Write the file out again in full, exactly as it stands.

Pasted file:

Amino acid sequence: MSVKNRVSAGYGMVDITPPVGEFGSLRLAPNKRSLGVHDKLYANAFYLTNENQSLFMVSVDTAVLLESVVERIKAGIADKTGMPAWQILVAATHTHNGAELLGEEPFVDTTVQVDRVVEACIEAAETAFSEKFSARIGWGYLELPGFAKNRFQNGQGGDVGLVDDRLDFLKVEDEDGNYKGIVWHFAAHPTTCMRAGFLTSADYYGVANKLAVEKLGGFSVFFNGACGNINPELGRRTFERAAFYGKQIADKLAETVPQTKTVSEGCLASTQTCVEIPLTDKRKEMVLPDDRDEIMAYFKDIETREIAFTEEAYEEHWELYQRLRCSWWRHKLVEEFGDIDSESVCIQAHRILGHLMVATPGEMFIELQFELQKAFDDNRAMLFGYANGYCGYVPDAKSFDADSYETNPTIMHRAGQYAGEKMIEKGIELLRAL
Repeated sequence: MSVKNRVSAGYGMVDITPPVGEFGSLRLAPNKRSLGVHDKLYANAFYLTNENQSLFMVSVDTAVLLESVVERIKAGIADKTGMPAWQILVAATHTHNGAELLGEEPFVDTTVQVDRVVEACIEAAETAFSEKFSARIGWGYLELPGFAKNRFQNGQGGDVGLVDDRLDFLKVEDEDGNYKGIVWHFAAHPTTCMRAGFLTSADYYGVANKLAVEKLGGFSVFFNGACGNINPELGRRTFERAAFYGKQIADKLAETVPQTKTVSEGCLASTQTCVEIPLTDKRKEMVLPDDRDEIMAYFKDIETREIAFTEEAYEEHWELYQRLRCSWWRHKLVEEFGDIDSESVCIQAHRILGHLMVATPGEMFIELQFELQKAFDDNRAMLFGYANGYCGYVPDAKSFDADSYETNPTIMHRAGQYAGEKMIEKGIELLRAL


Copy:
Amino acid sequence: MSVKNRVSAGYGMVDITPPVGEFGSLRLAPNKRSLGVHDKLYANAFYLTNENQSLFMVSVDTAVLLESVVERIKAGIADKTGMPAWQILVAATHTHNGAELLGEEPFVDTTVQVDRVVEACIEAAETAFSEKFSARIGWGYLELPGFAKNRFQNGQGGDVGLVDDRLDFLKVEDEDGNYKGIVWHFAAHPTTCMRAGFLTSADYYGVANKLAVEKLGGFSVFFNGACGNINPELGRRTFERAAFYGKQIADKLAETVPQTKTVSEGCLASTQTCVEIPLTDKRKEMVLPDDRDEIMAYFKDIETREIAFTEEAYEEHWELYQRLRCSWWRHKLVEEFGDIDSESVCIQAHRILGHLMVATPGEMFIELQFELQKAFDDNRAMLFGYANGYCGYVPDAKSFDADSYETNPTIMHRAGQYAGEKMIEKGIELLRAL
Repeated sequence: MSVKNRVSAGYGMVDITPPVGEFGSLRLAPNKRSLGVHDKLYANAFYLTNENQSLFMVSVDTAVLLESVVERIKAGIADKTGMPAWQILVAATHTHNGAELLGEEPFVDTTVQVDRVVEACIEAAETAFSEKFSARIGWGYLELPGFAKNRFQNGQGGDVGLVDDRLDFLKVEDEDGNYKGIVWHFAAHPTTCMRAGFLTSADYYGVANKLAVEKLGGFSVFFNGACGNINPELGRRTFERAAFYGKQIADKLAETVPQTKTVSEGCLASTQTCVEIPLTDKRKEMVLPDDRDEIMAYFKDIETREIAFTEEAYEEHWELYQRLRCSWWRHKLVEEFGDIDSESVCIQAHRILGHLMVATPGEMFIELQFELQKAFDDNRAMLFGYANGYCGYVPDAKSFDADSYETNPTIMHRAGQYAGEKMIEKGIELLRAL